Goyet, C. Woods Hole Oceanographic Institution, firstname.lastname@example.org
Peltzer, E. Monterey Bay Aquarium Research Institute, email@example.com
Eischeid, G. Woods Hole Oceanographic Institution, firstname.lastname@example.org
Kirchlechner, T. University of Otago, email@example.com
TEMPORAL AND SPATIAL DISTRIBUTION OF TOC NEAR 170W BETWEEN 50S AND 62S IN NOVEMBER AND JANUARY 1998
In order to quantify the role of dissolved organic matter in the global carbon cycle, we measured the total organic carbon (TOC) concentration in discrete samples collected in surface waters and in samples collected throughout the water column. The samples were collected and measured on board the R/V Roger Revelle during cruises conducted as part of the US JGOFS Southern Ocean program. Both cruises departed and ended in Littleton, New Zealand. The cruise during November of 1997, occurred during the austral spring and witnessed the poleward retreat of the marginal ice zone. The January cruise occurred during the austral summer.
The measurements were performed using a manual injection high-temperature-combustion technique (Peltzer and Brewer, 1993; Peltzer et al., 1996).
Samples were collected from both the underway sampling system and from the CTD rosette casts using 20L Niskin bottles. Following collection, the samples were immediately acidified and stored at 4degC until analyzed. All samples were analyzed on-board to avoid problems with sample preservation and contamination during transport.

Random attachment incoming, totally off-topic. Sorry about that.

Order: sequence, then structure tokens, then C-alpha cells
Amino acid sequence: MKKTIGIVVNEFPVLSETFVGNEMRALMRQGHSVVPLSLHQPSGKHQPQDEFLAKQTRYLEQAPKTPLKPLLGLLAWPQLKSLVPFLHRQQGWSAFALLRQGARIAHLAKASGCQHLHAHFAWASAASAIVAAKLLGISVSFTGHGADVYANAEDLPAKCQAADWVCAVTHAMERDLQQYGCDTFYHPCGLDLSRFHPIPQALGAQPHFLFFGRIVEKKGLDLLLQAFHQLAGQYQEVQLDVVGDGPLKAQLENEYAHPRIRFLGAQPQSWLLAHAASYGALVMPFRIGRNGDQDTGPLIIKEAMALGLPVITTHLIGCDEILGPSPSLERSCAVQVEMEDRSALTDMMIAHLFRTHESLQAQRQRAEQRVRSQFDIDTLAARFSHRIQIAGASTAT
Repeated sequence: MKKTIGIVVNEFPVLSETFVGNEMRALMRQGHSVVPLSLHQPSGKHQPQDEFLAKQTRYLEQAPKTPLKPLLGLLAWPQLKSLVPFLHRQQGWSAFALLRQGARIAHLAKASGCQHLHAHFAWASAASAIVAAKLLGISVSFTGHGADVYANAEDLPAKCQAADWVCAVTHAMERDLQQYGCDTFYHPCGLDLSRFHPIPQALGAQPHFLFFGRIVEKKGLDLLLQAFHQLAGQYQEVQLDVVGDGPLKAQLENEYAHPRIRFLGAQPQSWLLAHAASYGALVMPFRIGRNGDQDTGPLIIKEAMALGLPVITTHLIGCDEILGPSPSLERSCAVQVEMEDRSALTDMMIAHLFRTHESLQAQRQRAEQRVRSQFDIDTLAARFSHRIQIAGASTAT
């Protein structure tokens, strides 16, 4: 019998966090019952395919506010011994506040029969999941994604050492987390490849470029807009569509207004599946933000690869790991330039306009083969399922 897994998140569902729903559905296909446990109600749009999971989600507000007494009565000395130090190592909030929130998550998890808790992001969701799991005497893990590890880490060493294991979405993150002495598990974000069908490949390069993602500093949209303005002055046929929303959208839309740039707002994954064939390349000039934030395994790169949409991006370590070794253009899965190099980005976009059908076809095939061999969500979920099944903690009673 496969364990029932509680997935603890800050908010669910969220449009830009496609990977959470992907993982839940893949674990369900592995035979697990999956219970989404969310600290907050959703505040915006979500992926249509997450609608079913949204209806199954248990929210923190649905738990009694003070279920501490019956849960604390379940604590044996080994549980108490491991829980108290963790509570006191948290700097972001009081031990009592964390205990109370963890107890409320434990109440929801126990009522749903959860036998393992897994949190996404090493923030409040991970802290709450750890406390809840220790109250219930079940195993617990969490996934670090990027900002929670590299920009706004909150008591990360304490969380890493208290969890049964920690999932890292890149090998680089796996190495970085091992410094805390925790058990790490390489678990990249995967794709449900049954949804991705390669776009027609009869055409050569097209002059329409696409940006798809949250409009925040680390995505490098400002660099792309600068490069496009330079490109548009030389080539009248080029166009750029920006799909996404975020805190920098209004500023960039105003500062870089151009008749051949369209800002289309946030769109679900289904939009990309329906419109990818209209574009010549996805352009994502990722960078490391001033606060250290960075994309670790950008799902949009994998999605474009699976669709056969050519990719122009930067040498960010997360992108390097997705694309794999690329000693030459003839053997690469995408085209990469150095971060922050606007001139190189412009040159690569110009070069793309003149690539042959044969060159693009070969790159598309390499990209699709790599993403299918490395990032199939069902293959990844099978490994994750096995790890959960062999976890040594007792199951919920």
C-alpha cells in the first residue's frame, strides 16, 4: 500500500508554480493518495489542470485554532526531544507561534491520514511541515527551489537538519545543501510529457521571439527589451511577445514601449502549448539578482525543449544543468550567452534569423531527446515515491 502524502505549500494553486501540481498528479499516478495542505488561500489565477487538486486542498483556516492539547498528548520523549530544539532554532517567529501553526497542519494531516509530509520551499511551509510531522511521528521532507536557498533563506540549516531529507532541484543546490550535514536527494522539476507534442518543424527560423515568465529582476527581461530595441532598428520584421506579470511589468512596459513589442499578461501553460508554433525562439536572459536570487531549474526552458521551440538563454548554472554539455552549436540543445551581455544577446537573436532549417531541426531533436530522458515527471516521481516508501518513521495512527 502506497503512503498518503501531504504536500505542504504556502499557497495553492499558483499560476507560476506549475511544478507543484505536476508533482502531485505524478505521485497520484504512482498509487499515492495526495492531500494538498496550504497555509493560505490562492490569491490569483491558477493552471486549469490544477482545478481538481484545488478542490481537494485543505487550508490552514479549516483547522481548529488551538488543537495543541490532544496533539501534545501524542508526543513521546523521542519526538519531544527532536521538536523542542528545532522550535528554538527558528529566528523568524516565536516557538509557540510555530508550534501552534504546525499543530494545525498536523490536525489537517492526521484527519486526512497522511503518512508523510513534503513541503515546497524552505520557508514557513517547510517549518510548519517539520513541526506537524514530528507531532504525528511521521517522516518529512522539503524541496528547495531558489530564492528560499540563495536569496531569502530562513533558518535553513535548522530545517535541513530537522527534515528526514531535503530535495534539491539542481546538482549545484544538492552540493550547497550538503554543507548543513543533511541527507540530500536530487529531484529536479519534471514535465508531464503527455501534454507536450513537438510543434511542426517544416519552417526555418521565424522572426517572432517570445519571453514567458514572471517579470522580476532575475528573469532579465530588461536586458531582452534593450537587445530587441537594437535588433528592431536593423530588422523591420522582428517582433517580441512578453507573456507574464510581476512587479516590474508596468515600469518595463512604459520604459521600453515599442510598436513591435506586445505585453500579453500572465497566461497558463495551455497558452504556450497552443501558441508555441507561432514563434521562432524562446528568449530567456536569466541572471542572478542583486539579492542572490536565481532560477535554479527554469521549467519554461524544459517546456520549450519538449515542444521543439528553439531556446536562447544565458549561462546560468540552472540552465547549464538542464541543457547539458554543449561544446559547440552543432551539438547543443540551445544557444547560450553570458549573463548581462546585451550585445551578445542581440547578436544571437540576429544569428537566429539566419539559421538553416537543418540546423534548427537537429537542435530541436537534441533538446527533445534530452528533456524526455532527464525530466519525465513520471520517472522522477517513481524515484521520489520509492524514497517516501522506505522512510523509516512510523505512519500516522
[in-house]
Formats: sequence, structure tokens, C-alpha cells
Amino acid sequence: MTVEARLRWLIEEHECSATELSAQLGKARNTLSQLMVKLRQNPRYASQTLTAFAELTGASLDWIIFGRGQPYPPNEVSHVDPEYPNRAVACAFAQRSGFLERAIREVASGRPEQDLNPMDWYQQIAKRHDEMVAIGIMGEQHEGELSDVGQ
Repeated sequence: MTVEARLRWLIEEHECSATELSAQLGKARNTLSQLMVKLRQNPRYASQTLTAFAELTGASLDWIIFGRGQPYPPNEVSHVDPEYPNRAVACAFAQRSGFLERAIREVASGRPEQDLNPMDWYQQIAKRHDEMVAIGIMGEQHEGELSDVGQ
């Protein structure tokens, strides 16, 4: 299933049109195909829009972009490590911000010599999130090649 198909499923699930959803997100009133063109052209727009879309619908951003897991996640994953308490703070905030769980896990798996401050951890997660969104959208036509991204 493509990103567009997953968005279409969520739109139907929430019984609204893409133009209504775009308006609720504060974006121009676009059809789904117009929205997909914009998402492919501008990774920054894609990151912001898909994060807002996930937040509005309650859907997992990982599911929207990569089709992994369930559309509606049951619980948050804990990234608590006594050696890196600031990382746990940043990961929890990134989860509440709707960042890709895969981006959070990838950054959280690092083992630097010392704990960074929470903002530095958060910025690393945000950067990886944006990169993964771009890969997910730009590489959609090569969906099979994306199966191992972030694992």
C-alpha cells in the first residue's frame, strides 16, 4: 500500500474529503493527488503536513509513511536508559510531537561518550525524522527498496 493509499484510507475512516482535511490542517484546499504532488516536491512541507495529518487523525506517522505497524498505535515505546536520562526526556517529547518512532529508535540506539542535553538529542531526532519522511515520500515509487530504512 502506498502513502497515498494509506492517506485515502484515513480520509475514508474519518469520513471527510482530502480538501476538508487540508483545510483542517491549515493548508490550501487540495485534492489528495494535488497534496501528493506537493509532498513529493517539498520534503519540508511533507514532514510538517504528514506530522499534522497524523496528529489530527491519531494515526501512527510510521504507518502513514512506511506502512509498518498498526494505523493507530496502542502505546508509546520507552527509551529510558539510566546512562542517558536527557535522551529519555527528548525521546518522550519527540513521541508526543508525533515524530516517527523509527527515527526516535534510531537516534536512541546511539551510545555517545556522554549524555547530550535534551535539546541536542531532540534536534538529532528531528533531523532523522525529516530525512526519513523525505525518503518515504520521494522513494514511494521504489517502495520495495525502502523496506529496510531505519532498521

The data indicate that TOC in surface waters decreases significantly (by approximately 15 umol/L) across the subtropical front area, with higher concentrations north of the front than south of the front. In deep waters, south of the subtropical front, the concentration of TOC is constant at approximately 42 umol/L. This value is consistent with earlier work in the area as well as observations made in the Ross Sea during 1996 and 1997. However, the TOC concentration in the sub-surface and surface waters was approximately 10 to 15 umol/L higher than in the deep waters. While the near surface enrichment was not as large as observed previously in the Equatorial Pacific Ocean (Peltzer and Hayward, 1996) or the Arabian Sea (Hansell and Peltzer, in press) considerable quantities of carbon were tied up in the dissolved organic matter. Additionally, substantial spatial gradients were observed in the mixed-layer distribution. The depth and slope of these gradients vary both in time and space.
Peltzer, E. T. and P. G. Brewer (1993). Some practical aspects of measuring DOC-sampling artifacts and analytical problems with marine samples. Marine Chemistry 41: 243-252.
Peltzer, E. T., B. Fry, P. H. Doering, J. H. McKenna, B. Norrman and U. L. Zweifel (1996). A comparison of methods for the measurement of dissolved organic carbon in natural waters. Marine Chemistry 54: 85-96.
Peltzer, E. T. and N. A. Hayward (1996). Spatial and temporal variability of total organic carbon along 140degW in the equatorial Pacific ocean in 1992. Deep-Sea Research II (Equatorial Pacific 2) 43: 1155-1180.
Hansell, D. A. and E. T. Peltzer (in press). Spatial and Temporal Variations of Total Organic Carbon in the Arabian Sea. Deep-Sea Research II (US-JGOFS Arabian Sea Special Volume).
Day: Wednesday, Feb. 3
Time: 04:00 - 04:15pm
Location: Sweeney Center